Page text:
Last week brought news that shook the NFT world: The SEC is investigating Bored Ape Yacht Club’s parent company, Yuga Labs, over potential securities violations for the sale of Bored Ape NFT as well as ApeCoin tokens, according to Bloomberg, citing an anonymous source.
The news sent APE down more than 10% and some legal experts said SEC Chairman Gary Gensler was clearly widening his regulatory net to include NFTs.
But if you ask Bored Ape Yacht Club co-founder Greg Solano, “It’s not that surprising, given all that’s going on, that NFTs are being scrutinized.”
Solano, talking about the latest episode of Decrypt‘s gm podcast with co-founder Wylie Aronow, continued, “Decision makers want to learn more about Web3 at every level. It’s new, it’s uncharted waters. And at Yuga, we take our position as industry leaders and we look forward to the opportunity to work with the rest of the industry and policy makers to help shape the ecosystem.”
Industry leaders, indeed. The original Bored Ape Yacht Club monkey JPEG series debuted in April 2021. Just a year and a half later, parent company Yuga Labs has a $4 billion valuation and also owns the rights to CryptoPunks and Meebits, and its NFTs account for the lion’s share of the market capitalization of the top 100 NFTs.
BAYC: “A successful garage band”
Along with the rise of BAYC and Yuga, Aronow and Solano have become Web3 celebrities and are no longer pseudonyms, after a BuzzFeed article published their real names last February. At the time, members of the crypto community called it unfair “doxxing”.
Thinking about it now in their candid interview with Decrypt, Aronow and Solano (both of whom now post their real names on Twitter in addition to their crypto identities, Gordon Goner and Garga) are virtually unaware of all the kerfuffle. So why was it treated by the Web3 community as such a scandal at the time?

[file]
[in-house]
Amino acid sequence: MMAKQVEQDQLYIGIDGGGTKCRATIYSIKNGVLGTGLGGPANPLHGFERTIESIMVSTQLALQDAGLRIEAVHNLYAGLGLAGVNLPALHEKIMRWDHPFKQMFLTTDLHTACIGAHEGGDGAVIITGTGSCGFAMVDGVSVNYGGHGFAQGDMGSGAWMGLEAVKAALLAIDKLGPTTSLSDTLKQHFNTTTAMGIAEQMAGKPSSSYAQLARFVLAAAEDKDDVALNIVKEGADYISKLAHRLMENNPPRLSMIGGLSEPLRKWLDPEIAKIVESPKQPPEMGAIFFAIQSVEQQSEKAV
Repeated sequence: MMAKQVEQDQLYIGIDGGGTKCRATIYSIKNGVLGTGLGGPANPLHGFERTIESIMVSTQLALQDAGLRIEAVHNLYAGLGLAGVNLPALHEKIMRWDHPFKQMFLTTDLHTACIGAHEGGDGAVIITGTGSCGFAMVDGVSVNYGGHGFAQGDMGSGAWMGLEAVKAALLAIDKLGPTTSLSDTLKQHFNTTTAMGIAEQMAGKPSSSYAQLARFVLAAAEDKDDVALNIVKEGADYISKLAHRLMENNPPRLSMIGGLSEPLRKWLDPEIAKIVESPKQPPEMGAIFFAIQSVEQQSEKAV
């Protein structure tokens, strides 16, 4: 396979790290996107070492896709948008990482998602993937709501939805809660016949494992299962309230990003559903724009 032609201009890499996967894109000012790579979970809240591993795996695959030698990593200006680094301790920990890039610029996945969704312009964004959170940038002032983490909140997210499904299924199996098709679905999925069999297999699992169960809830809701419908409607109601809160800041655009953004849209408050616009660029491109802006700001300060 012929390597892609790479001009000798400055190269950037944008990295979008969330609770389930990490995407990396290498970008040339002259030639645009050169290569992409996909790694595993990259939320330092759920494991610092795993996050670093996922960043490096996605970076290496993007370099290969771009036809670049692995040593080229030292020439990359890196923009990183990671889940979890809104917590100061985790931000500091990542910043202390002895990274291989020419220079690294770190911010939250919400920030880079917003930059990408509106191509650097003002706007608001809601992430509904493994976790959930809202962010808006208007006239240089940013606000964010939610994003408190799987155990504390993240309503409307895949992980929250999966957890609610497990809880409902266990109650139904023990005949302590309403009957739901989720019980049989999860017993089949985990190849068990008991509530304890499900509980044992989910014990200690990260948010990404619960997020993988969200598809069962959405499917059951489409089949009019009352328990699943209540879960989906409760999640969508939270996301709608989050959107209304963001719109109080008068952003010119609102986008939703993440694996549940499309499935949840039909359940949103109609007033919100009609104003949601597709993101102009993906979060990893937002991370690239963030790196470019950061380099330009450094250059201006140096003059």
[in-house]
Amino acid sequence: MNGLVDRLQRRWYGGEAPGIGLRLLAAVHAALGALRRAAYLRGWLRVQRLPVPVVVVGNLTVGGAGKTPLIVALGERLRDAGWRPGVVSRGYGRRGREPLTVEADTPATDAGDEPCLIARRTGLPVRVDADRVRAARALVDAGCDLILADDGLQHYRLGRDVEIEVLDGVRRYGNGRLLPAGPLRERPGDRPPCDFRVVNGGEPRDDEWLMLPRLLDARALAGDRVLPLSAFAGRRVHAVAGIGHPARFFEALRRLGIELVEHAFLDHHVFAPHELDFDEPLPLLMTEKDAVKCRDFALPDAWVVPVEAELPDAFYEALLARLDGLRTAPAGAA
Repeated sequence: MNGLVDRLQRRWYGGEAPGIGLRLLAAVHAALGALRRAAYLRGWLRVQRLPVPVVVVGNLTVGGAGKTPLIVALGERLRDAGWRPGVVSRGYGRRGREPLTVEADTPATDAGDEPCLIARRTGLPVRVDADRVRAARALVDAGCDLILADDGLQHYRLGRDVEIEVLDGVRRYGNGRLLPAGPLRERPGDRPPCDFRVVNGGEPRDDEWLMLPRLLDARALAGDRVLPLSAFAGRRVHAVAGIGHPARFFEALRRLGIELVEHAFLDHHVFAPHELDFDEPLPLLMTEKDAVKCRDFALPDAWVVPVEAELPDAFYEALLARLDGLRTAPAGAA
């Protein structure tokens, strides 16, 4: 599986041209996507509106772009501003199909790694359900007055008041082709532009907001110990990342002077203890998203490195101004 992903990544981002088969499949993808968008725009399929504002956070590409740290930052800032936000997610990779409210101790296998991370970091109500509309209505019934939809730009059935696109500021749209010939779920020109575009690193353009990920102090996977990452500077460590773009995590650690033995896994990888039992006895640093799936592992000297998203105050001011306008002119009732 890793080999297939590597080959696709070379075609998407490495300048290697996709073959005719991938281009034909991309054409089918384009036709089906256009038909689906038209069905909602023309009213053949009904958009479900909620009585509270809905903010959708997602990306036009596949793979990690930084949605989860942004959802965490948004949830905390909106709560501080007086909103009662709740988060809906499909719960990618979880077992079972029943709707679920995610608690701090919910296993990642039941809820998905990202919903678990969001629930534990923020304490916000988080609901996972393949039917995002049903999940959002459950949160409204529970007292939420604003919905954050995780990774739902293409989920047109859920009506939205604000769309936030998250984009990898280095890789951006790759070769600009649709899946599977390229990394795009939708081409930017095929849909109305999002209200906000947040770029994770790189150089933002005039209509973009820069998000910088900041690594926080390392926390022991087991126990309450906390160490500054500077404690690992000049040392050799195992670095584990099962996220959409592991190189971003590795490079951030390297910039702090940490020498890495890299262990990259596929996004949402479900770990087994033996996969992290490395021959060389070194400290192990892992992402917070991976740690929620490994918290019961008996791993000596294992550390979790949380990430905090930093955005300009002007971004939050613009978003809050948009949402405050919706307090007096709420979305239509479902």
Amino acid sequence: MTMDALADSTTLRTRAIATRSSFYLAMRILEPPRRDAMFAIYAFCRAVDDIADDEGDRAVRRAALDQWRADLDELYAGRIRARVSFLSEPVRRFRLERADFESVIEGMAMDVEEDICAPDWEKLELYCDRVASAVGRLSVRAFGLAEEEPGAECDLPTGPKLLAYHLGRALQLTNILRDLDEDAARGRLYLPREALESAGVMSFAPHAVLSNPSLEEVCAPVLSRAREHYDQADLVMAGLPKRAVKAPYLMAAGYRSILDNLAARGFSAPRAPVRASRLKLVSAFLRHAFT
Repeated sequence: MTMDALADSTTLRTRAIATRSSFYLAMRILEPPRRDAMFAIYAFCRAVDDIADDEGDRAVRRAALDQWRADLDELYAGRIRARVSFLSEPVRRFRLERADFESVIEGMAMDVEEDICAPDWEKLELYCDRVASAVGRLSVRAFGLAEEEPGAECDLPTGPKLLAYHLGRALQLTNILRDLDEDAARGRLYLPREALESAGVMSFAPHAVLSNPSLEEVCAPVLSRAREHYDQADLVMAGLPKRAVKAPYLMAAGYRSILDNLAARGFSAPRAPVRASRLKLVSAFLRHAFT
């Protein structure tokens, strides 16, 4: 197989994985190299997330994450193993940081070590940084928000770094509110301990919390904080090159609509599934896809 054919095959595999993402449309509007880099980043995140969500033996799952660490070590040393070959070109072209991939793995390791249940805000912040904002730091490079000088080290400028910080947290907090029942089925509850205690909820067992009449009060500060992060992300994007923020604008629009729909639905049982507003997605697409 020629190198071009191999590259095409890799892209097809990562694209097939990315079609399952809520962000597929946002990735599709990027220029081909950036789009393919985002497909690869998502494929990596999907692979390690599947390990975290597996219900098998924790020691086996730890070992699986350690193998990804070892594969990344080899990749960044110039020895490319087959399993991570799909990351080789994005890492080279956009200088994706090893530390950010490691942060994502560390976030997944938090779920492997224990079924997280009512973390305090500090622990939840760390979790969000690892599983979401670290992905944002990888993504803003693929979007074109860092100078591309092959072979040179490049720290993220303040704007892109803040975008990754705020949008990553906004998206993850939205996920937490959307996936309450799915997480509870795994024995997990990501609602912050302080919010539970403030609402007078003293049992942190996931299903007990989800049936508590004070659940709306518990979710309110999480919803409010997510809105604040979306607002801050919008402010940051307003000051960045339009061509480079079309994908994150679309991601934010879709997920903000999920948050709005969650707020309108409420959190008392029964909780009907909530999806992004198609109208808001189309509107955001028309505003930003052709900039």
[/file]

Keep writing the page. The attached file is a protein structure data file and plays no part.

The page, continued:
“I think the journalists are the ones who exaggerated that more than anything,” Aronow replied. “The government knew who we were, our employers knew who we were, our partners knew who we were, we were in Zoom meetings showing our faces all day. I think we just wanted to come out and reveal ourselves. Okay Of course, one journalist thought differently, that no one at the head of a big company should be allowed to be pseudonymous, and I guess that’s their prerogative.
Both men cited the thrill of being recognized and crammed in by adoring Ape owners at ApeFest, the four-night party they threw for BAYC holders in June during NFT NYC; it attracted thousands of attendees and performances from major artists.
“It’s really been a blessing and a curse,” Aronow continued. “It had to happen eventually, we just hoped we would be able to do it on our own terms.”
Since their identities were revealed, Aronow and Solano have only appeared on camera a few times yet, which Aronow said is by design.
“I sort of look at us as a successful garage band,” he said. “And we always try to keep that authenticity. And frankly, I’m kind of precious about that. We don’t do a lot of PR, we don’t do a ton of interviews, we’re pretty selective about it, just because, to me, it’s just a little too rock star.”
Listen to the full gm podcast episode wherever you get your podcasts and be sure to subscribe.
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